Derivations are denoted by d0, d1, d2,... , and let N (d) express that d is a normal derivation, i.e., that all major premisses of E -rules are initial sequents. This property can be decided by an inspection of the derivation. The choice sequences in normalization are defined as follows:

Definition 3 (Conversion choice sequence for a derivation) Given a derivation d, a conversion choice sequence for d is a succession of conversions on d with the restriction that whenever d has a permutative convertibility, it has to be chosen.

The restriction is in fact not necessary, but it will make the proof go through smoothly. It is not met if disjunction and existence are left out of the language and the standard elimination rules used, so there is sense in calling the result of this Section a strong normalization theorem.

We shall indicate by PF(d) that a derivation d is free of permutative conversions. The notation αn (d) ≡ dn stands for the derivation that isobtained from a given derivation d after n steps of conversion αn . The notation α1(αn (d)) ≡ α1 (dn ) stands

for the result of a one-step continuation of the sequence of conversions αn .

Definition 4 (Normalizing and strongly normalizing derivations)

i. A derivation d is normalizing whenever ∃α∃xN (αx (d)).

ii. A derivation d is strongly normalizing whenever ∀α∃xN (αx (d)).

We write WN(d) for the former and SN(d) for the latter.

We shall use the standard formulation of bar induction in the proof of strong normalization, with the two predicates PF(d) and SN(d). It has to be established that:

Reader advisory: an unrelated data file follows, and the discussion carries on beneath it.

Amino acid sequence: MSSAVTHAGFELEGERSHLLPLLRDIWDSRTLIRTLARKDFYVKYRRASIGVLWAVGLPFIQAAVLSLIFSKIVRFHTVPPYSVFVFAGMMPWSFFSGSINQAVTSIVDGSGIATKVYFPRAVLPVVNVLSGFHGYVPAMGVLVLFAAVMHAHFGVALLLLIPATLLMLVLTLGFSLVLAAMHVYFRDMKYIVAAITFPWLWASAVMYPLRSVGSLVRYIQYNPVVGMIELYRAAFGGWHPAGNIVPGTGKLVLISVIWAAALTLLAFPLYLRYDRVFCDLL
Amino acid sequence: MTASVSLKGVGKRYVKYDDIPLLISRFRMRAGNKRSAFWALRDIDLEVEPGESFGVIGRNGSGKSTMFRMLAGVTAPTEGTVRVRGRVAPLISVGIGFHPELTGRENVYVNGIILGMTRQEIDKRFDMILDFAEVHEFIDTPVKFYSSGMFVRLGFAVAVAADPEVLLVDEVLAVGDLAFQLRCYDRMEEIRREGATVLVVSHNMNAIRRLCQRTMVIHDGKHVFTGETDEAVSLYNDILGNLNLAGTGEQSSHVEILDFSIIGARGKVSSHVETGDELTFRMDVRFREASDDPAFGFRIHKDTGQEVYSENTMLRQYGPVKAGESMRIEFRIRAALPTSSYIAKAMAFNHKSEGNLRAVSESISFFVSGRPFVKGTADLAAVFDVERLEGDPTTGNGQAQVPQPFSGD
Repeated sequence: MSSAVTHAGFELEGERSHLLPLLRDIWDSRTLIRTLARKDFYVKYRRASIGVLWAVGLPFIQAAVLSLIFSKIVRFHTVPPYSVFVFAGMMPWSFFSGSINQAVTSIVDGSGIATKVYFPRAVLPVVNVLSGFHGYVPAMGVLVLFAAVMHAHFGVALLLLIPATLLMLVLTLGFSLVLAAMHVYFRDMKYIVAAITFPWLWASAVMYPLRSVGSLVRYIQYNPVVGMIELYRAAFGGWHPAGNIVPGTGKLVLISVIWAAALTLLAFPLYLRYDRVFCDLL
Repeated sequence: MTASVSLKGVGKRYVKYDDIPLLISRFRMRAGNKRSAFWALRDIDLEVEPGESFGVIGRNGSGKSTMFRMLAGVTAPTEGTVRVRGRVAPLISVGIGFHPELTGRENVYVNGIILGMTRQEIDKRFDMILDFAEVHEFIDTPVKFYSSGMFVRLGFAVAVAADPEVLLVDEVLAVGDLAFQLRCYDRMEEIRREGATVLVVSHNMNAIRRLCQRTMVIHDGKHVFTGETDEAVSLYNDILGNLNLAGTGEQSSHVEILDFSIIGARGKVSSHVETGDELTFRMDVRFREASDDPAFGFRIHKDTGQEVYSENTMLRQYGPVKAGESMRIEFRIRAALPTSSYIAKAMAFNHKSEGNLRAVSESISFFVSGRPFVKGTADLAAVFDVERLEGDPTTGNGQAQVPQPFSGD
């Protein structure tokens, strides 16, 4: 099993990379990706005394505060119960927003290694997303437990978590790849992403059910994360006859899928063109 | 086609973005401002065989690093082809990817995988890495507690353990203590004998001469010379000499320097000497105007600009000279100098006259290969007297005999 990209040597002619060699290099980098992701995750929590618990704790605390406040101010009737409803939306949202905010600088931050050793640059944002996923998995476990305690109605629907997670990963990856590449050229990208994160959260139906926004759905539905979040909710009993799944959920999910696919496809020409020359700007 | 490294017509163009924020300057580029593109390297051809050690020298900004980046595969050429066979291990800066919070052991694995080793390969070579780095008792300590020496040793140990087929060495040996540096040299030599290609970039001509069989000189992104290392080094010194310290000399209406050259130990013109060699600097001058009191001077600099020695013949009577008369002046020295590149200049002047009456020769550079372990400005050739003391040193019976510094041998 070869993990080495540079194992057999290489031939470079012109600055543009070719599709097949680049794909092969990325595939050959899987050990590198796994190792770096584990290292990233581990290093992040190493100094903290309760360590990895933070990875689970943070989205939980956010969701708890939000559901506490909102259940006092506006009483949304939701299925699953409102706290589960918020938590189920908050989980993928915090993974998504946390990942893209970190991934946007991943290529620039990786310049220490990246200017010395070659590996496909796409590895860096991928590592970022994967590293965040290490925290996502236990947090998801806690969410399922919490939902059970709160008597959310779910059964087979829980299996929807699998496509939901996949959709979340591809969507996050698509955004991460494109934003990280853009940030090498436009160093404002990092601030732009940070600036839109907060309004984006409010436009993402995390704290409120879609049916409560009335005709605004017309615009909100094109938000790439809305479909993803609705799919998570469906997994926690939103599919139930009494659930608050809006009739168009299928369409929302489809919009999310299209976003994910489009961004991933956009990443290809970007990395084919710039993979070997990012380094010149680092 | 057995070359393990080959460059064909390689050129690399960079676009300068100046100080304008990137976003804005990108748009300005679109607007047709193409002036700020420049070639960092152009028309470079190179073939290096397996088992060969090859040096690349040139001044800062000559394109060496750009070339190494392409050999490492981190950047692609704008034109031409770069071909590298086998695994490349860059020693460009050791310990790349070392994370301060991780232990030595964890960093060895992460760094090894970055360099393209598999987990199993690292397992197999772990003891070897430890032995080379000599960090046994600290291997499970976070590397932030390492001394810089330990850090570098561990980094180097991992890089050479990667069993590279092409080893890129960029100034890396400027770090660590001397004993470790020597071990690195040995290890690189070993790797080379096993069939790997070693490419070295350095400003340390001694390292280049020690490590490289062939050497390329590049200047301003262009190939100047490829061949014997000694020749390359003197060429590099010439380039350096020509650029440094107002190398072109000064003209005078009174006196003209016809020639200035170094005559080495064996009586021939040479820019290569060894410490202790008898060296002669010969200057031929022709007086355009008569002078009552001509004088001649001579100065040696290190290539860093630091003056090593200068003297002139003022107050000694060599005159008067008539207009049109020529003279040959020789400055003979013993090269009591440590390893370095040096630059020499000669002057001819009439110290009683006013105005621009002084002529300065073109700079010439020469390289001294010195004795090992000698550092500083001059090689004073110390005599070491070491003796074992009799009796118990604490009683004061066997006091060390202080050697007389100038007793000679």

(1) The base case predicate PF(d) is decidable. (2) Every conversion choice sequence of a given derivation d has an initial segment such that a permutation-free derivation is obtained. (3) Permutation-free derivations are strongly normalizing. (4) If every one-step continuation of conversions of a derivation d is strongly normalizing, also d is strongly normalizing.

Proof We show in turn that the four conditions of bar induction are satisfied by the predicates PF(d) and SN(d). Let d0 be the given derivation that we assume to be non-normal.

1. Decidability: PF(d) is decidable as noted above.

2. Termination of permutative conversions: Let a derivation d have permutative convertibilities. As seen in the proof of normalization, each such conversion diminishes the height of derivation of the major premiss in question by 1 and leaves the other heights unaltered. Therefore permutative conversions terminate in a bounded number n of steps in a derivation dn such that PF(dn ).

3. If PF(d), then SN(d): The proof is by induction on the last rule in d and we can assume d not to be normal and the derivations of the premisses to be strongly normalizing. By PF(d), all non-normalities are detour convertibilities. Any conversion chosen resolves into compositions, and a Hilfssatz needs to be proved by which composition of derivations maintains strong normalizability. This is done below.

4. If ∀α1SN (α1(dn )), then SN(dn ): Each one-step continuation of the conversion

of dn is by assumption strongly normalizing, therefore the derivation dn is by

definition strongly normalizing.

By 1–4, SN(d0). QED.

It remains to add a proof of the Hilfssatz used in condition 3:

Hilfssatz 2 (Closure of strong normalizability under composition) Given strongly normalizing derivations of Γ→D and D,Δ→C, their composition into a derivation of Γ, Δ→C is strongly normalizing.

Proof As before, the proof is by induction on the length of the composition formula D, with a subinduction on the sum of heights of derivation of the premisses of rule Comp, and goes through virtually identically to the proof of Hilfssatz 1. QED.

Found a mistake? Please highlight the word and press Shift + Enter